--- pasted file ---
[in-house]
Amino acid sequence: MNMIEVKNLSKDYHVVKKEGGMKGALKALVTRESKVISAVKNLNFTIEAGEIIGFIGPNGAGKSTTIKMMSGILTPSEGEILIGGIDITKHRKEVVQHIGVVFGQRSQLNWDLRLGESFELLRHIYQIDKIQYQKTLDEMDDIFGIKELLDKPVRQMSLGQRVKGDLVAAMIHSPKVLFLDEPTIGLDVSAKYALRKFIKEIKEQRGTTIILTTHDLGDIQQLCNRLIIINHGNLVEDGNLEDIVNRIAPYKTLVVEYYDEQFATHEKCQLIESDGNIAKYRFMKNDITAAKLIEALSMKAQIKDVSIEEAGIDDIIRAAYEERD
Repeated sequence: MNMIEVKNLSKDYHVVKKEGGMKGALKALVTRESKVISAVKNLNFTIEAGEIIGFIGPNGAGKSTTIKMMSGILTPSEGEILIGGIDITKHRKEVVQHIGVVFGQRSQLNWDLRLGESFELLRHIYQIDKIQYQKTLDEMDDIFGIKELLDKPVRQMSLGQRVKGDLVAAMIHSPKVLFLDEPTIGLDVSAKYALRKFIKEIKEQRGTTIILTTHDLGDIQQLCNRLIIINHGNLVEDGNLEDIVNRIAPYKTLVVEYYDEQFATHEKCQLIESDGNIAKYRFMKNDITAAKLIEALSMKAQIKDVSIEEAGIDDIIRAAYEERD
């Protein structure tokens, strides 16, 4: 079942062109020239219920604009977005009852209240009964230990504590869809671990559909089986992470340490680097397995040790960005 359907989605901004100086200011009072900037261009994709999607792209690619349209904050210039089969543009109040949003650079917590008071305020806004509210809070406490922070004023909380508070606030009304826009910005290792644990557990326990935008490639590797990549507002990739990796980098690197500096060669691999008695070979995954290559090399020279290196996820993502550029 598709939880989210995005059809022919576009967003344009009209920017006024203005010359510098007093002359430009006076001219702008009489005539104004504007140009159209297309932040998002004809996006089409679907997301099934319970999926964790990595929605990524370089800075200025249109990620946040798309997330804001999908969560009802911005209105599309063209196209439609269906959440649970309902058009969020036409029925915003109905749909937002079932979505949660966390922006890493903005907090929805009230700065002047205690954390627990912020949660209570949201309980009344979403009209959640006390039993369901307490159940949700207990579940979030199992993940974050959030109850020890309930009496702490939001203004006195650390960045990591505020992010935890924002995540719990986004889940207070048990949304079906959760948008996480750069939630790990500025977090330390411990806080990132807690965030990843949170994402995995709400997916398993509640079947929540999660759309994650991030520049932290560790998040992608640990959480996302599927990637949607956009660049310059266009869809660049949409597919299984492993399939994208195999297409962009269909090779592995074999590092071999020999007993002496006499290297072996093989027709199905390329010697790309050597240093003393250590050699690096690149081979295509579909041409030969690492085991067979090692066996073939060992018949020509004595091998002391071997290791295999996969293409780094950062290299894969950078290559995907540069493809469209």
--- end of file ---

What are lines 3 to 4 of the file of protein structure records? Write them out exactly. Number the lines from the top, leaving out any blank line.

Repeated sequence: MNMIEVKNLSKDYHVVKKEGGMKGALKALVTRESKVISAVKNLNFTIEAGEIIGFIGPNGAGKSTTIKMMSGILTPSEGEILIGGIDITKHRKEVVQHIGVVFGQRSQLNWDLRLGESFELLRHIYQIDKIQYQKTLDEMDDIFGIKELLDKPVRQMSLGQRVKGDLVAAMIHSPKVLFLDEPTIGLDVSAKYALRKFIKEIKEQRGTTIILTTHDLGDIQQLCNRLIIINHGNLVEDGNLEDIVNRIAPYKTLVVEYYDEQFATHEKCQLIESDGNIAKYRFMKNDITAAKLIEALSMKAQIKDVSIEEAGIDDIIRAAYEERD
């Protein structure tokens, strides 16, 4: 079942062109020239219920604009977005009852209240009964230990504590869809671990559909089986992470340490680097397995040790960005 359907989605901004100086200011009072900037261009994709999607792209690619349209904050210039089969543009109040949003650079917590008071305020806004509210809070406490922070004023909380508070606030009304826009910005290792644990557990326990935008490639590797990549507002990739990796980098690197500096060669691999008695070979995954290559090399020279290196996820993502550029 598709939880989210995005059809022919576009967003344009009209920017006024203005010359510098007093002359430009006076001219702008009489005539104004504007140009159209297309932040998002004809996006089409679907997301099934319970999926964790990595929605990524370089800075200025249109990620946040798309997330804001999908969560009802911005209105599309063209196209439609269906959440649970309902058009969020036409029925915003109905749909937002079932979505949660966390922006890493903005907090929805009230700065002047205690954390627990912020949660209570949201309980009344979403009209959640006390039993369901307490159940949700207990579940979030199992993940974050959030109850020890309930009496702490939001203004006195650390960045990591505020992010935890924002995540719990986004889940207070048990949304079906959760948008996480750069939630790990500025977090330390411990806080990132807690965030990843949170994402995995709400997916398993509640079947929540999660759309994650991030520049932290560790998040992608640990959480996302599927990637949607956009660049310059266009869809660049949409597919299984492993399939994208195999297409962009269909090779592995074999590092071999020999007993002496006499290297072996093989027709199905390329010697790309050597240093003393250590050699690096690149081979295509579909041409030969690492085991067979090692066996073939060992018949020509004595091998002391071997290791295999996969293409780094950062290299894969950078290559995907540069493809469209």